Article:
(It may be spring where you live, but not here. This post was inspired by this article in the Washington Post and my many friends who have had school and recess cancelled regularly this winter when the temperatures have been below 20 degrees.)
The wind stings my face. I squint to look out on many of my sixth grade students. They are playing snow soccer in at least a foot of snow. The ball is kicked, and quickly sinks into the snow as snow pant and boot clad kids chase after it. They fall all around, usually laughing, as they try to push the ball toward the goal. It is quite like watching bowling in slow motion only the kids are the pins, tumbling, in pursuit of the ball.
I turn the other direction. Students are eagerly building snow forts, patting down walls, rolling snow boulders for into position. Their cheeks are rosy, sudden bursts of smiles cross their determined faces. They are engaged in the high art of play.
It is 3 degrees. I adjust my scarf against the wind.
These are fifth and sixth grade students and this is exactly what they need.
My friends and family in DC and Maryland tell me if it is below 20 degrees they don’t have recess outside. This post describes how kids have to sit and play during inside recess often. The focus in this article is boys, but all kids benefit from outdoor play. It doesn’t have to be this way, and isn’t in other parts of the country (like Vermont).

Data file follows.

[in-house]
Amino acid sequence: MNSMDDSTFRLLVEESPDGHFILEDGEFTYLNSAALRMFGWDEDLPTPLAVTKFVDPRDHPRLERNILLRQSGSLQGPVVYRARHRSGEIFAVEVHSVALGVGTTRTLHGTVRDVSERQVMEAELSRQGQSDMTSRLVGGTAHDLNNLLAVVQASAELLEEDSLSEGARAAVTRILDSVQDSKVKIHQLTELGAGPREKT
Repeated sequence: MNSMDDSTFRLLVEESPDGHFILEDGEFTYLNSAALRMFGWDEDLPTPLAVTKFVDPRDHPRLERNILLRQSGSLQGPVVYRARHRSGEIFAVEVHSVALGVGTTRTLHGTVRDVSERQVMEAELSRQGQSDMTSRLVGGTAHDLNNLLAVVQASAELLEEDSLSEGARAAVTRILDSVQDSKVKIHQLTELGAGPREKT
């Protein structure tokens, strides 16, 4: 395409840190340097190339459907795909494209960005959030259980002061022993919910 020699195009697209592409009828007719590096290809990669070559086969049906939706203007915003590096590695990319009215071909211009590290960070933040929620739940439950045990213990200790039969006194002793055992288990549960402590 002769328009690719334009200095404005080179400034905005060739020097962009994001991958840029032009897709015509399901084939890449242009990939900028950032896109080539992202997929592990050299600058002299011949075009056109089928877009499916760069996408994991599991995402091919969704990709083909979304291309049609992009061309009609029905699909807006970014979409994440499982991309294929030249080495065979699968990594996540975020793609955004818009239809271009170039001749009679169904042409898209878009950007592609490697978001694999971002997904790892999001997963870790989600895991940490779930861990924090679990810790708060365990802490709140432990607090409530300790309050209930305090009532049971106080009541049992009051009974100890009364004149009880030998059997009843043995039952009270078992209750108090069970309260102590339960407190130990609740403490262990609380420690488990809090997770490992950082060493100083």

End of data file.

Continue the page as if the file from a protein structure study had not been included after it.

Kids need unstructured, outside play for their emotional, social, and academic growth. Even my “older” fifth and sixth grade students. Schools that cancel recess because it is too cold need to rethink and layer up. Kids can wear hats, snow pants, mittens and boots and be perfectly safe outside up to zero degrees. Our school has extra layers the nurse has gathered for any student who might need then or when it is a financial hardship. Schools can help with supplying a few extra layers for those in need. Adults on recess duty need to toughen up, grab their winter gear, and give kids the chance to move their bodies during the school day. That way they will behave better in class, learn more, and have more physical activity that fights obesity and anxiety.
I know it’s been a long winter. But that is no excuse to lessen our kids’ opportunity to engage in healthy outdoor play. With more standardized testing, the Common Core, and other challenges, it is more important than ever. Now on to another article about the importance of movement in the classroom!
What are your thoughts? Has school been cancelled where you live? Have your kids had outdoor recess this winter?